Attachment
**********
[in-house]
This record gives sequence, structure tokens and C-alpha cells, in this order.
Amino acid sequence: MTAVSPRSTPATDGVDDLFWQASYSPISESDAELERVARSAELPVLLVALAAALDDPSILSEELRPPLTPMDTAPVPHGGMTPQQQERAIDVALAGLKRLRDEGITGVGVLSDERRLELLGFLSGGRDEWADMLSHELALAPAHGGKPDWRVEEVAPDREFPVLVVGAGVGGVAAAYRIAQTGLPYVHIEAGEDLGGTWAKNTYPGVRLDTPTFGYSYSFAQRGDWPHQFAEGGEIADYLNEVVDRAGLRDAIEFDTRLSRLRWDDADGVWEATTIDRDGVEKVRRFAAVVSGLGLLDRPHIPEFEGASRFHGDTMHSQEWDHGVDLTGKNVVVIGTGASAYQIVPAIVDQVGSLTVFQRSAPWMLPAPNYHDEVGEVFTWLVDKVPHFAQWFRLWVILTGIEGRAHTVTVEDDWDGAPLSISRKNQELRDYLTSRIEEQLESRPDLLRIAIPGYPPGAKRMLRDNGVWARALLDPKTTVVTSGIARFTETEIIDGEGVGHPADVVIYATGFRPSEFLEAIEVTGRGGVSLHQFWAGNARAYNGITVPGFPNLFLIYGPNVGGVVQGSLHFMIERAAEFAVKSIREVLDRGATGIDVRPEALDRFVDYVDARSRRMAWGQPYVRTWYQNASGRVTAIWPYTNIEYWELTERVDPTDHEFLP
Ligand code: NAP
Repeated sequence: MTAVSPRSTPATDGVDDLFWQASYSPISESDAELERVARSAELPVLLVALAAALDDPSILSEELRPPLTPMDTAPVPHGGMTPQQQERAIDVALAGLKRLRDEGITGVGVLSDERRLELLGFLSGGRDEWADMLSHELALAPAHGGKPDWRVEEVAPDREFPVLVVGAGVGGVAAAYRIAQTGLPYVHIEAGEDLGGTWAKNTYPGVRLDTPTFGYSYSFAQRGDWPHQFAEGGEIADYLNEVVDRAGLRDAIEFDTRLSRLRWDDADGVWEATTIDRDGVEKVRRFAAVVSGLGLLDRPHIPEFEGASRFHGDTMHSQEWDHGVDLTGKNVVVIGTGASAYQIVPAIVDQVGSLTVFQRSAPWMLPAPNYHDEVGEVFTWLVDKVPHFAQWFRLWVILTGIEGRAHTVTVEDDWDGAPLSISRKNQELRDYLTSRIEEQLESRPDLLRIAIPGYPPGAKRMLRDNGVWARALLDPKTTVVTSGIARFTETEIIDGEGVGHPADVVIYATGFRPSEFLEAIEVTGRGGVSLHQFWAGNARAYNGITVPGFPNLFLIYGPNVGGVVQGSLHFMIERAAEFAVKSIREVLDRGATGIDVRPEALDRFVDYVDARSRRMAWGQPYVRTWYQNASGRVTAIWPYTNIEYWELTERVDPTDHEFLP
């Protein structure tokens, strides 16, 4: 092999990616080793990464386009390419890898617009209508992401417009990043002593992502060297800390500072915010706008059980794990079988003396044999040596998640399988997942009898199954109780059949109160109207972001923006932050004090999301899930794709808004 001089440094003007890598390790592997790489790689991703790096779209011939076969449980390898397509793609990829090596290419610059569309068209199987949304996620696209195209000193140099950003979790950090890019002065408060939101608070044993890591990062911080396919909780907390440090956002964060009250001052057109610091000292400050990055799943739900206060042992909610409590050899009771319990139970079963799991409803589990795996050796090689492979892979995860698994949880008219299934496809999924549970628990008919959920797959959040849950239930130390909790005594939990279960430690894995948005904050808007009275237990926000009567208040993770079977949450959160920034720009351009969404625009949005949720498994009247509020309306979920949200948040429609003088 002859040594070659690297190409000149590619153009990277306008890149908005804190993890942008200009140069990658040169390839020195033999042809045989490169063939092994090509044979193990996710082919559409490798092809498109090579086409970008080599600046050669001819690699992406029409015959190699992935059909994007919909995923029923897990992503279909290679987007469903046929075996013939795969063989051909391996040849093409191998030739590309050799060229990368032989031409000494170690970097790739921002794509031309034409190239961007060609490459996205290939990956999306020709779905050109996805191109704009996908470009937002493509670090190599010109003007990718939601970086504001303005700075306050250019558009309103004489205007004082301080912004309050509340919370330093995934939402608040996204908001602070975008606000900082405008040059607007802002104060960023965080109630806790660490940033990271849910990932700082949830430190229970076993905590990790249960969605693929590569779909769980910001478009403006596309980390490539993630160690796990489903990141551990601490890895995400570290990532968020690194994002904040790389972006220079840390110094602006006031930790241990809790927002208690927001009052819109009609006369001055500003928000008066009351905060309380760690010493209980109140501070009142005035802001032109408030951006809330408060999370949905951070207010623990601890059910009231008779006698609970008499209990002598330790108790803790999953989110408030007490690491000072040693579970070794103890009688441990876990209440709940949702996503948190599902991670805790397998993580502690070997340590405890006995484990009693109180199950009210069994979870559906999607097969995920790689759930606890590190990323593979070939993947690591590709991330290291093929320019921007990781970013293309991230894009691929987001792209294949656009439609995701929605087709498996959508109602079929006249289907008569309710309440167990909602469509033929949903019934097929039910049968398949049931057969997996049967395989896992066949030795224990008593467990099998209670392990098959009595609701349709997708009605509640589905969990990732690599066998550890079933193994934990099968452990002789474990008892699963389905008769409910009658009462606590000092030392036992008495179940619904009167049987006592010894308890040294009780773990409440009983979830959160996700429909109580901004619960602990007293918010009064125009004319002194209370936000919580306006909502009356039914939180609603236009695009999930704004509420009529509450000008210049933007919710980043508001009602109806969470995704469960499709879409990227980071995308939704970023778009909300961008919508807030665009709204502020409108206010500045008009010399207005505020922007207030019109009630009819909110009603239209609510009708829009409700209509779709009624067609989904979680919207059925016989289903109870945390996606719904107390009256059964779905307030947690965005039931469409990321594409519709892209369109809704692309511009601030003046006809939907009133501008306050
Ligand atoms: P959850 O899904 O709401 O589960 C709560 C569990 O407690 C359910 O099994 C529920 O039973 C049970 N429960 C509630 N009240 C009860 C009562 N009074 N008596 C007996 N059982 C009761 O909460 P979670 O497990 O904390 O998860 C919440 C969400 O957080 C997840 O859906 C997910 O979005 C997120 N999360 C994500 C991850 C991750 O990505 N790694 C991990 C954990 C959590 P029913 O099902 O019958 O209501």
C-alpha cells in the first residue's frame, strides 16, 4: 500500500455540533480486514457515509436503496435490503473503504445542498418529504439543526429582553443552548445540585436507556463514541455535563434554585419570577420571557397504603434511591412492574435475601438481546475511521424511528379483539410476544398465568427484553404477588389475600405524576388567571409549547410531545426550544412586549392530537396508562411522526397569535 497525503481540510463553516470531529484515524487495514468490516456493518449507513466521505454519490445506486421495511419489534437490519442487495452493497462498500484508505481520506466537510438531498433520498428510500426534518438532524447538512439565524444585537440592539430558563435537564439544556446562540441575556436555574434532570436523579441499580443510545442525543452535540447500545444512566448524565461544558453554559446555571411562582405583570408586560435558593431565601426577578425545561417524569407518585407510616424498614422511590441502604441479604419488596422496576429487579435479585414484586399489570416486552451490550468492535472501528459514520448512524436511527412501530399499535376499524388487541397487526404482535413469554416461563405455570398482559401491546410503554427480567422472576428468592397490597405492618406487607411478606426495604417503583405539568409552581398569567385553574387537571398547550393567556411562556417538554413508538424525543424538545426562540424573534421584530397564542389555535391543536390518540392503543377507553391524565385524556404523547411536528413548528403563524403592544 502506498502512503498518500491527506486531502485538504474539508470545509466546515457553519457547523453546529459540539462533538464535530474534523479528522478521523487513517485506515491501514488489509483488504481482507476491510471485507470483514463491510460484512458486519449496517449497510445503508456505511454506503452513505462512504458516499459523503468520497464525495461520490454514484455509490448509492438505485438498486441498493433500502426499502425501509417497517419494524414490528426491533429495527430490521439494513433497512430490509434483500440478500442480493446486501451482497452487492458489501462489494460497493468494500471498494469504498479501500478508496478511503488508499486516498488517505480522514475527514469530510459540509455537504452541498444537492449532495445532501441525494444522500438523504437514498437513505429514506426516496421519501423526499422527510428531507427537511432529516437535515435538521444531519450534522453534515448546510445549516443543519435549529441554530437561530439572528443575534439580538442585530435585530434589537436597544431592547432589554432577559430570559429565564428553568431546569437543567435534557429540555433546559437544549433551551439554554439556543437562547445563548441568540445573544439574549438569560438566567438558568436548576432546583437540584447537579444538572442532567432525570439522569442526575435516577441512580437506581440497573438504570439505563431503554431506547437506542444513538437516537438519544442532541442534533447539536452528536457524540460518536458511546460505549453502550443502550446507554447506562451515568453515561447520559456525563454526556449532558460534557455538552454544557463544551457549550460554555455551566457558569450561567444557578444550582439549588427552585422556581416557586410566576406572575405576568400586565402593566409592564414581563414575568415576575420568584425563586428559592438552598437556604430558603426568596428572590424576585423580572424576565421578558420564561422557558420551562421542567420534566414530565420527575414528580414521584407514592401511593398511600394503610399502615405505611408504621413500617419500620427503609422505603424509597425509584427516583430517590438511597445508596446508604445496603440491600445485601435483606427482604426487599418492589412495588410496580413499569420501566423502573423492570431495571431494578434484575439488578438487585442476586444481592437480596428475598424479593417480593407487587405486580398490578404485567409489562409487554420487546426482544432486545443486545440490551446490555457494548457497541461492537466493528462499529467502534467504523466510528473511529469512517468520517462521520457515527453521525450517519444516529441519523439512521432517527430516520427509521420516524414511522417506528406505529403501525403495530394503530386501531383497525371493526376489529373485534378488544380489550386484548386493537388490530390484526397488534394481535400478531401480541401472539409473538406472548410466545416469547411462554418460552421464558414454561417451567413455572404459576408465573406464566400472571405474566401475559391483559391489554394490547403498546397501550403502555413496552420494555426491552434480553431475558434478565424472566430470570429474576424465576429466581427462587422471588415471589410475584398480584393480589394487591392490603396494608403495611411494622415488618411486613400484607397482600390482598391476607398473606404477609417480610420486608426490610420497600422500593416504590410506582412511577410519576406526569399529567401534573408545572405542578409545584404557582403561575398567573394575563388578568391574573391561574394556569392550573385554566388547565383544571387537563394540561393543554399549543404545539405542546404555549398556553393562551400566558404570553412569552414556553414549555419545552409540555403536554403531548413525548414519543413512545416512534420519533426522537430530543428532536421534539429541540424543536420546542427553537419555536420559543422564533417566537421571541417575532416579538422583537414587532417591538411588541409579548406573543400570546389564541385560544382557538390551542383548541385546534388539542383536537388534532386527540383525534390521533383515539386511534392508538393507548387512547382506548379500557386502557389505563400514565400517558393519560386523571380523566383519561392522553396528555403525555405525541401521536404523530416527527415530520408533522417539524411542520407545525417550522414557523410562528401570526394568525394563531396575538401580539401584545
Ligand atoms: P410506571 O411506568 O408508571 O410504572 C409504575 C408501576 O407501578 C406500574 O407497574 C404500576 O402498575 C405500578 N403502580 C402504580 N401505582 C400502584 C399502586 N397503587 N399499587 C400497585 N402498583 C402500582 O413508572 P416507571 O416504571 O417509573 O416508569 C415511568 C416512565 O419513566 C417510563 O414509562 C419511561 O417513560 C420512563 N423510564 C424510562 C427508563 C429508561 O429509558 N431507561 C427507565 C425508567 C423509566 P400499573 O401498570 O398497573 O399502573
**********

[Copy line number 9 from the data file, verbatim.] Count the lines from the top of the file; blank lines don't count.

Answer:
Ligand atoms: P410506571 O411506568 O408508571 O410504572 C409504575 C408501576 O407501578 C406500574 O407497574 C404500576 O402498575 C405500578 N403502580 C402504580 N401505582 C400502584 C399502586 N397503587 N399499587 C400497585 N402498583 C402500582 O413508572 P416507571 O416504571 O417509573 O416508569 C415511568 C416512565 O419513566 C417510563 O414509562 C419511561 O417513560 C420512563 N423510564 C424510562 C427508563 C429508561 O429509558 N431507561 C427507565 C425508567 C423509566 P400499573 O401498570 O398497573 O399502573